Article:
Propane tanks present a real danger in the waste stream, so it is essential to properly dispose of old tanks so they do not injure you or sanitation workers.
Summer is fast approaching, and that means it is time to scrub down the barbecue and pull the camping gear out of the garage. As you do that, you are probably eying at least one propane tank and wondering if it still holds any gas. Hopefully, if the answer is no, you are wondering how to recycle it.
Propane tanks present a real danger in the waste stream because they can cause fires or even explosions. It is essential to properly dispose of old propane tanks so they do not injure you or sanitation workers.
What is a propane tank?
Propane tanks come in several different forms. The most common are 16.4-ounce green containers intended for camp stoves and other small equipment, and the 5-pound steel tanks for items like barbecues and outdoor fireplaces. Commercial outfits can purchase larger tanks to power their operations or store propane for sale.
Propane itself is a form of liquefied petroleum gas, meaning it turns into a liquid when put under pressure. It is considered a clean-burning fuel that does not produce carbon dioxide or other emissions that contribute to climate change. It is also nontoxic and will not have a long-term effect on plants and animals if it is spilled on the ground. Like natural gas, manufacturers add a “rotten egg” or sulfur-like smell to the product so it is easily detectable when a container is leaking.
Propane tanks are never filled to the brim because the gas expands as it heats up. At most, a 5-gallon tank will contain about 4 gallons of propane. As of 2002, propane tanks must be equipped with an overfilling prevention device to prevent them from being filled more than 80%. Establishments that refill tanks will not touch equipment without this device. It is possible to have an OPD installed on an old tank, but in most cases it makes more sense to purchase a new one that has an OPD already in place.
Why should I recycle a propane tank?
A 5-gallon propane tank is easy to recycle. The body is steel and the valve is copper. Both of these are valuable products with ready markets.
The hard thing is ensuring all the propane is out of the tank. Most consumers will not use every last wisp of propane, and the leftover gas can cause a fire or explosion.
Due to this risk, it is extremely important not to place propane tanks in the trash unless you are absolutely certain they are empty. They can cause serious injury or even death if put in compactor trucks, incinerators and other waste management equipment. In addition, you should not open a tank and let the propane leak into the air. If someone nearby is smoking a cigarette or has another incendiary device, and you do not notice, any leaking propane could cause a fire.
How to recycle a propane tank
It is important to leave an unwanted propane tank in its original form. Put caps back on small bottles and do not attempt to remove the valve from large tanks. Store the containers upright, outdoors and in a place where they are unlikely to be tampered with.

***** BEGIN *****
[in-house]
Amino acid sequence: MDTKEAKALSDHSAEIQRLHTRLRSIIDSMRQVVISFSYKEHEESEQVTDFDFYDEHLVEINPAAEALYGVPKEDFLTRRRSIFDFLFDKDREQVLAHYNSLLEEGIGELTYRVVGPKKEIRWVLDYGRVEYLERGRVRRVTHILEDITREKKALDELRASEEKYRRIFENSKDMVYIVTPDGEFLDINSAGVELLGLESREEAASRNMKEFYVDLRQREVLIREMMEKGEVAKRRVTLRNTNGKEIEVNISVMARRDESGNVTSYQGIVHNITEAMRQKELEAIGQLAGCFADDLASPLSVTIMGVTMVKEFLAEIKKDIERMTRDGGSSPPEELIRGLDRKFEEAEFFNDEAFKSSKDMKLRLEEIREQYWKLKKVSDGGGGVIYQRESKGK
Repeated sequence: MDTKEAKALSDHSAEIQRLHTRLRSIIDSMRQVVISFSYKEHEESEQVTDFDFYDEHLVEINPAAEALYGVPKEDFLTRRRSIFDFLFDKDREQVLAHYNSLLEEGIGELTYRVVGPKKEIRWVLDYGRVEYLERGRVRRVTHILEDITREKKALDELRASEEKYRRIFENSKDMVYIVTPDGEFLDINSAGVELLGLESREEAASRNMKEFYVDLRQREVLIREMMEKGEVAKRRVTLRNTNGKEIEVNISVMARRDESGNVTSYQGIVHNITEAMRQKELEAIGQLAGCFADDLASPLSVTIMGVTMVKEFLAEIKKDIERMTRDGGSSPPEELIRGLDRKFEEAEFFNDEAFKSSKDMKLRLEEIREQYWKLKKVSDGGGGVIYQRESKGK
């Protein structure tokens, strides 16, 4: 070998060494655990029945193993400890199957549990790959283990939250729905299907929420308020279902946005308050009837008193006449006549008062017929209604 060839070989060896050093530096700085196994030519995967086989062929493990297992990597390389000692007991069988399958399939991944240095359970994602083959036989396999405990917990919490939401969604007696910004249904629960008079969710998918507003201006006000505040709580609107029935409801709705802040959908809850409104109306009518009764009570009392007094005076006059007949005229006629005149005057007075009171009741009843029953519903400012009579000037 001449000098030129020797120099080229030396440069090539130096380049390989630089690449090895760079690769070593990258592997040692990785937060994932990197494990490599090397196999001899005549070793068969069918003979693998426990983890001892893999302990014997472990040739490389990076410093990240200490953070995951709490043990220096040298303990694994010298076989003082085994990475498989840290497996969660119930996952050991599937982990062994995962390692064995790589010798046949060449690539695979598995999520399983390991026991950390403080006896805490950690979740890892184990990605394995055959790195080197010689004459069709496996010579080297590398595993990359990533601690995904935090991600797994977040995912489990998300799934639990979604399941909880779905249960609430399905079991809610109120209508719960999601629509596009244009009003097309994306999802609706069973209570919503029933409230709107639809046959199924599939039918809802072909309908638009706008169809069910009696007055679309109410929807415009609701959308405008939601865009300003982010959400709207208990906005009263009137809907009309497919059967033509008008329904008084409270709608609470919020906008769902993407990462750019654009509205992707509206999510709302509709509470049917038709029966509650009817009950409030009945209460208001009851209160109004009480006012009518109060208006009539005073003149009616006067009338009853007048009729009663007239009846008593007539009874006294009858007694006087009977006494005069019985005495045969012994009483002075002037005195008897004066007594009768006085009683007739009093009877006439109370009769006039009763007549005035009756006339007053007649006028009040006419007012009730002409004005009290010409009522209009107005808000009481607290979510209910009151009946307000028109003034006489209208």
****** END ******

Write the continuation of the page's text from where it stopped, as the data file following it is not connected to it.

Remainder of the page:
The 16.4-ounce propane tanks cannot be reused, so takeback programs are hard to find. Coleman used to sell a product called a Green Key with their bottles, which individuals could use to ensure the propane tank was completely empty. However, the program was discontinued because many recycling centers still refused to accept the tanks. Coleman now provides instructions for burning off all the fuel in propane tanks, which makes them safer to throw in the trash (check out page 2 of this PDF document
for more information).
If buying and throwing away all those small propane tanks bothers you, it might be worth looking into camp stoves that use alternative fuels, such as high-efficiency wood-burning stoves. They do not always burn as hot, but depending on how you plan to use the stove that might not matter.
Many retailers, including AmeriGas and Blue Rhino, will take back 5-pound steel propane tanks, usually at no charge. You should be able to return your tank
to the point of purchase or to another local dealer. Whenever possible, propane tank manufacturers like Blue Rhino will put tanks back to use by painting them and swapping out nonworking or outdated parts. Any tanks that cannot be reused are taken apart by professionals and recycled. Blue Rhino is also able to siphon any remaining gas from the propane tanks and put it back to use.
Your other option for recycling is to find out how your local solid waste district deals with propane tanks. On the Hawaiian island of Kauai, residents can take propane tanks to any recycling center. Residents of Vancouver, WA, and Tucson, AZ
, must take their old propane tanks to facilities that include household hazardous waste centers.
One brave soul makes art from an old propane tankColin Selig
, an artist based in Walnut Creek, CA, makes chairs and benches by cutting up old propane tanks and welding them together.
“I was intrigued by the design challenge and ecological statement involved in taking this ubiquitous, utilitarian container out of the waste stream and transforming it into an object more sensuous in form and sophisticated in function,” Selig says on his website. Some of his flowing, futuristic pieces retain the red symbol denoting that the metal used to hold a flammable material.
Of course, leave the cutting and welding of old propane tanks to the professionals. Instead, find a nearby recycling location for your spent tanks here